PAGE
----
I’ve been sitting here staring at this computer screen for 47 minutes. Trying to find a good place to start. Trying to figure out how to seamlessly explain what I have witnessed my friends and their families go through over this past year. But as hard as I try, I cannot find the words that accurately reflect what they have been put through. Because quite frankly, there is no good place to start when it comes to the devastation, heartbreak and courage I have seen.
You see, when the Williamson County Sheriff’s Office decided to punish and fire good men, it wasn’t just the men or dogs that were directly impacted. The families, friends, and communities became victims of the SO’s thoughtless actions as well. So, I want to give a small glance into the world they have been living in. Not the one we see portrayed on social media or the news, rather actual reality. In an effort to protect the identities of the families, I will speak in broad terms.
Being a law enforcement officer is stressful enough without having extra and unnecessary expectations put on you by your leadership. It is even further a detriment, some might say dangerous, to have your deputies walking around worried about being fired or reprimanded at the whim of their admin. In all fairness these men are all experienced law enforcement officers and war veterans, so saying they are tough and resilient would be an understatement. But as tough as they are, they are human. The constant stress starts to build and impacts even the strongest.
Just because someone can carry the load, doesn’t mean it isn’t heavy.
I found it disconcerting, to say the least, knowing my friends were going to work at a profession where the focus is what keeps you alive. Focus is taken away from them by the people who were supposed to be protecting them. It’s funny, I was (and still am) nervous every time the phone rings at an off-hour. My mind automatically jumps into fear mode and my stomach turns. Now take my fear and uncertainty and multiple 100 times, and then you might have a slight understanding of what the families experienced and are experiencing still.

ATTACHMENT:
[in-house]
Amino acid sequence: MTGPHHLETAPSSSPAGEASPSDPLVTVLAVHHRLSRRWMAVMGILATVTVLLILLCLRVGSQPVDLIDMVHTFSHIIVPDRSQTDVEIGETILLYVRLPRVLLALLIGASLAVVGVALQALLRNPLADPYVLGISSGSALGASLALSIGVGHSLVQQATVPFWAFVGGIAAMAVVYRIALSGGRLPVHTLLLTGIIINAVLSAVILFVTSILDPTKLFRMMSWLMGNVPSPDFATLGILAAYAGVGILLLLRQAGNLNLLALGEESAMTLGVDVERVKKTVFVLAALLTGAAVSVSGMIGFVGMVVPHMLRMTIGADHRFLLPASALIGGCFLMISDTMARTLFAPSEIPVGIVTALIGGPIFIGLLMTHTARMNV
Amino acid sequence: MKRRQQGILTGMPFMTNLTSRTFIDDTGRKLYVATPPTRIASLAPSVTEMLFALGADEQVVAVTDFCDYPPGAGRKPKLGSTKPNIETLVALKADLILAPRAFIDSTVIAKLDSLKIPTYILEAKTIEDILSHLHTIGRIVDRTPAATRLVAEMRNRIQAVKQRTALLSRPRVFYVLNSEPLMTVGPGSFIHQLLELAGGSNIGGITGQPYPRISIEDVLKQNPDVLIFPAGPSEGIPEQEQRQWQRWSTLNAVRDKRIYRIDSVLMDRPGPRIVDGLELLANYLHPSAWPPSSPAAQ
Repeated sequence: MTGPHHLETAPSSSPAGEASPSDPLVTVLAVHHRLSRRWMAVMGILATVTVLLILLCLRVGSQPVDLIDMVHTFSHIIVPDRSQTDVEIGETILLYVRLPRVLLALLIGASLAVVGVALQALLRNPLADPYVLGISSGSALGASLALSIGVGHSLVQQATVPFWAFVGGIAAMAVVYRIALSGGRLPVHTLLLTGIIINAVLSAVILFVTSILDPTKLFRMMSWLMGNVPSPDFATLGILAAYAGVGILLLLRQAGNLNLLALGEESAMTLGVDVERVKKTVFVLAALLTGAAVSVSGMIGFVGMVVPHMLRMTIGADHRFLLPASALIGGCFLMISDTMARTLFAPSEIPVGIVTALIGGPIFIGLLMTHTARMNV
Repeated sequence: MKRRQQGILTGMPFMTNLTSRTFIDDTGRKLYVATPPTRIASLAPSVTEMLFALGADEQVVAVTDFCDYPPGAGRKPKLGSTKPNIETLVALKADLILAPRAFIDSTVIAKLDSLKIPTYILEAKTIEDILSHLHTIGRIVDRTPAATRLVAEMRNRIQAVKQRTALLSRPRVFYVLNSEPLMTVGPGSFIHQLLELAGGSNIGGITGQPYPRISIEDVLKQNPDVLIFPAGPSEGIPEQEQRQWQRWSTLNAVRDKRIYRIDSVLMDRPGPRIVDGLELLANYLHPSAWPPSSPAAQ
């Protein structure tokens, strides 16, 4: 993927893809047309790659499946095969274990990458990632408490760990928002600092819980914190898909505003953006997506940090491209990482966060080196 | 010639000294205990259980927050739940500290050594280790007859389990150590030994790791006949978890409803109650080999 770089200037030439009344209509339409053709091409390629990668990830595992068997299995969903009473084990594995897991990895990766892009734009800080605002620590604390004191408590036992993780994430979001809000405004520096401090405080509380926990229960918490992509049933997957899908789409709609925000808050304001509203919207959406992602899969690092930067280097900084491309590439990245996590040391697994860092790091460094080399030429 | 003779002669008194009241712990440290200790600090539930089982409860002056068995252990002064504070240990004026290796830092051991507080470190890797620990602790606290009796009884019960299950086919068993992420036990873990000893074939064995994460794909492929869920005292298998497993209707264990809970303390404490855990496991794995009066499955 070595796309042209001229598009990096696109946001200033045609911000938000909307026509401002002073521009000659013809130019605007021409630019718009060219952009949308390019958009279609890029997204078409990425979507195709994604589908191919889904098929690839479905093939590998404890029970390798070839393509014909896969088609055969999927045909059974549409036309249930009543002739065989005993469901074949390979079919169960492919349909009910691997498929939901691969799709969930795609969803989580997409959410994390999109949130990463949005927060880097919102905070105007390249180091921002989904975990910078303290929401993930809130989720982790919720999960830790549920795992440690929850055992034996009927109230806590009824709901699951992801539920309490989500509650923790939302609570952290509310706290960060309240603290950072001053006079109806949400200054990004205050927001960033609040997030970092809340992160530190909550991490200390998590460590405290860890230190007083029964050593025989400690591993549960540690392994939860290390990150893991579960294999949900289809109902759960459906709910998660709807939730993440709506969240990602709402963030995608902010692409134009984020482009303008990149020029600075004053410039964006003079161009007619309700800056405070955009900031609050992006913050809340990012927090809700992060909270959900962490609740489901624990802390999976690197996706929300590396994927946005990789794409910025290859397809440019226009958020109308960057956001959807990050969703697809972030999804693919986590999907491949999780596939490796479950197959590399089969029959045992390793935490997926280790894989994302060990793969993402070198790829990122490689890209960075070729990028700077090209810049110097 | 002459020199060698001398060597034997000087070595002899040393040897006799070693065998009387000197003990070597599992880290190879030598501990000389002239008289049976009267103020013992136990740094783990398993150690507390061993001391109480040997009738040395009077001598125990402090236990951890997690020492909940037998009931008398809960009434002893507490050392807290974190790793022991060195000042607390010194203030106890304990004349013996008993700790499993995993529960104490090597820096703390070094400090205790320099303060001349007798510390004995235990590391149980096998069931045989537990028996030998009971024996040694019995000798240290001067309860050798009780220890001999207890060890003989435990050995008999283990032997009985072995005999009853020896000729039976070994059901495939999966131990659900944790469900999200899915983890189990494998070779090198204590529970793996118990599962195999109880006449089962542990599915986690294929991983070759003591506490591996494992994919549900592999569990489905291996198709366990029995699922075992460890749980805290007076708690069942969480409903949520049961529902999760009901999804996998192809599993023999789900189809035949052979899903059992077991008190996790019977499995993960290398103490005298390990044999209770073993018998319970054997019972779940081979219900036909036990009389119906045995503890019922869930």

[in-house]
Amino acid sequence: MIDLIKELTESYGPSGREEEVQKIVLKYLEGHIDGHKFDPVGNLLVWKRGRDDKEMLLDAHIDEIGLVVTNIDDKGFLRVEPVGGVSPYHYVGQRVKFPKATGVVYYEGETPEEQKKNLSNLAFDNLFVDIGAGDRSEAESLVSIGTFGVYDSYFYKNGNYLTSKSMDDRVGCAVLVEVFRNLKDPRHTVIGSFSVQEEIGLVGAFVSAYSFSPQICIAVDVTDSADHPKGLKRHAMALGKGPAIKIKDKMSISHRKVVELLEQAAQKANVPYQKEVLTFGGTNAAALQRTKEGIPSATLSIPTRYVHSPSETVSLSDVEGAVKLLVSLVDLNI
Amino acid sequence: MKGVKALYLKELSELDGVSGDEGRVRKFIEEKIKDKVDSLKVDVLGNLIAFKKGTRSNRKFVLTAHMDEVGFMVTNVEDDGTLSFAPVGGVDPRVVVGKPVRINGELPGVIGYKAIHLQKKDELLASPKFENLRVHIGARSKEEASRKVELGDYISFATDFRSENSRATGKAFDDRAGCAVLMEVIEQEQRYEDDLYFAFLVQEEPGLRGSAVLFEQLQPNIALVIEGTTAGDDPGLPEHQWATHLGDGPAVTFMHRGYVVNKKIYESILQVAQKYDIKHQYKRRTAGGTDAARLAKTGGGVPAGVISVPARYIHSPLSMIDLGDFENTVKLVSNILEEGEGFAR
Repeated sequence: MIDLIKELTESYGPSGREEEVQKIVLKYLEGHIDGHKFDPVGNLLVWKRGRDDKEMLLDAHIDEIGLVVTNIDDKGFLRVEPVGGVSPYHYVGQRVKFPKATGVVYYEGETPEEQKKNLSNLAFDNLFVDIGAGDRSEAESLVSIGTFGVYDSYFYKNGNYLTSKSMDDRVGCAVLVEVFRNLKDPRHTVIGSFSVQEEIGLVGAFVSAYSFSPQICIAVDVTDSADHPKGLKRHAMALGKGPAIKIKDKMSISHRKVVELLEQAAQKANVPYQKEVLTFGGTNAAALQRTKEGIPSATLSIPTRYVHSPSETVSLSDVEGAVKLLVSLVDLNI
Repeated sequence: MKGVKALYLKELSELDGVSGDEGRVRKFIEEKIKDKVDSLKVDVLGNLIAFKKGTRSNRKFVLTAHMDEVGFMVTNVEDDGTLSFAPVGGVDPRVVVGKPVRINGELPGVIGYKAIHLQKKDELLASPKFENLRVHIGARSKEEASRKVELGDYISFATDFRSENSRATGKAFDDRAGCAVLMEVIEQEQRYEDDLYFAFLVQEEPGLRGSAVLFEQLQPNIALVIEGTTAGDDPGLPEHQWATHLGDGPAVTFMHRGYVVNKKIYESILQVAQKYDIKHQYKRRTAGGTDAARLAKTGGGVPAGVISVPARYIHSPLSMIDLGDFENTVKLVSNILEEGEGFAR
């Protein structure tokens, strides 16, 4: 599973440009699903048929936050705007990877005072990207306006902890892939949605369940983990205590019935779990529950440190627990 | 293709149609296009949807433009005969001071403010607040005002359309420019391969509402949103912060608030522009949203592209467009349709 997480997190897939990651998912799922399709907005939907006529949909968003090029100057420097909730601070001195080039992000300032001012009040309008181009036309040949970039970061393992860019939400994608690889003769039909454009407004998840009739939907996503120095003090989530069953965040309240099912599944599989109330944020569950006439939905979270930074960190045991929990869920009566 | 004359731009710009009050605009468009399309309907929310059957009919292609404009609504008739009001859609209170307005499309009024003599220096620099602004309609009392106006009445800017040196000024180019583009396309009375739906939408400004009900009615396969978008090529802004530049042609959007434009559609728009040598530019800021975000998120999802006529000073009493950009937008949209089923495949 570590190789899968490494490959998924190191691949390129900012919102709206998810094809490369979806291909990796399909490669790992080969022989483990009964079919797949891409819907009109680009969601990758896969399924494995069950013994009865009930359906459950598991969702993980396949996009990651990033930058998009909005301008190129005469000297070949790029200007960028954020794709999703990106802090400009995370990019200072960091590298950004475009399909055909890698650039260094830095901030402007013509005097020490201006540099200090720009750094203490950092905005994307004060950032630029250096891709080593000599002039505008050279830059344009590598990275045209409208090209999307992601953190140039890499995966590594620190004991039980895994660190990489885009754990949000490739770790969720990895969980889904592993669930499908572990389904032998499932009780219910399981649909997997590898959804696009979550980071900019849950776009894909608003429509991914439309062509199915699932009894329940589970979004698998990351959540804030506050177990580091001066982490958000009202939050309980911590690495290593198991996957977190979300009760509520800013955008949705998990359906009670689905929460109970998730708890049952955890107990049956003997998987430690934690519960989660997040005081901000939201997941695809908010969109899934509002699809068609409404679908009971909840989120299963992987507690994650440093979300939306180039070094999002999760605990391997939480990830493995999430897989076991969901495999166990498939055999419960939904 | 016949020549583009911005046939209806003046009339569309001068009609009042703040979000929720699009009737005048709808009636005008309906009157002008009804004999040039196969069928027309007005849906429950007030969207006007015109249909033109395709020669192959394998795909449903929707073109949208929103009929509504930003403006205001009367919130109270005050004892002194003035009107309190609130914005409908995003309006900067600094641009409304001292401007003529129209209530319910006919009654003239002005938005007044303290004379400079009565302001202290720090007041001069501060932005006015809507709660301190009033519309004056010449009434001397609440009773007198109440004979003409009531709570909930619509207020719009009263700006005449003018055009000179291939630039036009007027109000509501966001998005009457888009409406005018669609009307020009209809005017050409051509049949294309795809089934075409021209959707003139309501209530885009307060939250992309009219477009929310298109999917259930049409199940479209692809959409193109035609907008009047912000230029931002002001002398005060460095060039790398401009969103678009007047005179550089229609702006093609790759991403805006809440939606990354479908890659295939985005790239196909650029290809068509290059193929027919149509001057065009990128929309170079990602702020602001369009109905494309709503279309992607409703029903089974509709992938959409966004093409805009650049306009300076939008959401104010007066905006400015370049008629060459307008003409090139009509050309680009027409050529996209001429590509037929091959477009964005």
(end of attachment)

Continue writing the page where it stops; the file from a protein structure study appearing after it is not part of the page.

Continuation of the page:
I remember the days the dogs were taken from the guys. I remember the strength and professionalism they displayed in the face of cruelty. I remember thinking how are they keeping it together so well. How are they not screaming in anger or drowning in tears of disappointment? These men just had their dream jobs stripped from them and their partners taken away. While I knew they were hurting they remained calm.
But as each of them had to tell their families the dogs would never be coming home again the strength started to crack and real emotions started to spill out. The devastation of the children was and continues to be the hardest part to process. While all of the men had explained to their children the difference between their K9 and a pet, over time the lines blur and they bond with these dogs. These are the dogs that keep their daddies safe at work. As parents, you do your best to explain the reality of certain things to your children, but in the end, they are children and their grasp on reality is sometimes jaded by their naivetés.
I remember their sadness and crying like it was yesterday. If I close my eyes I can see their faces and hear their words. They would fluctuate between anger, bargaining, confusion and complete sadness. No matter what their parents would tell them, the pain didn’t and hasn’t gone away. In late July I remember reading a journal entry that was shared with me. One of the deputy’s children had written six pages in their journal the previous night. The child wrote about how they felt as if they had somehow failed the dog that was taken and how they were so sorry. I couldn’t get past the first page, as the tears streaming down my face were ruining the journal pages.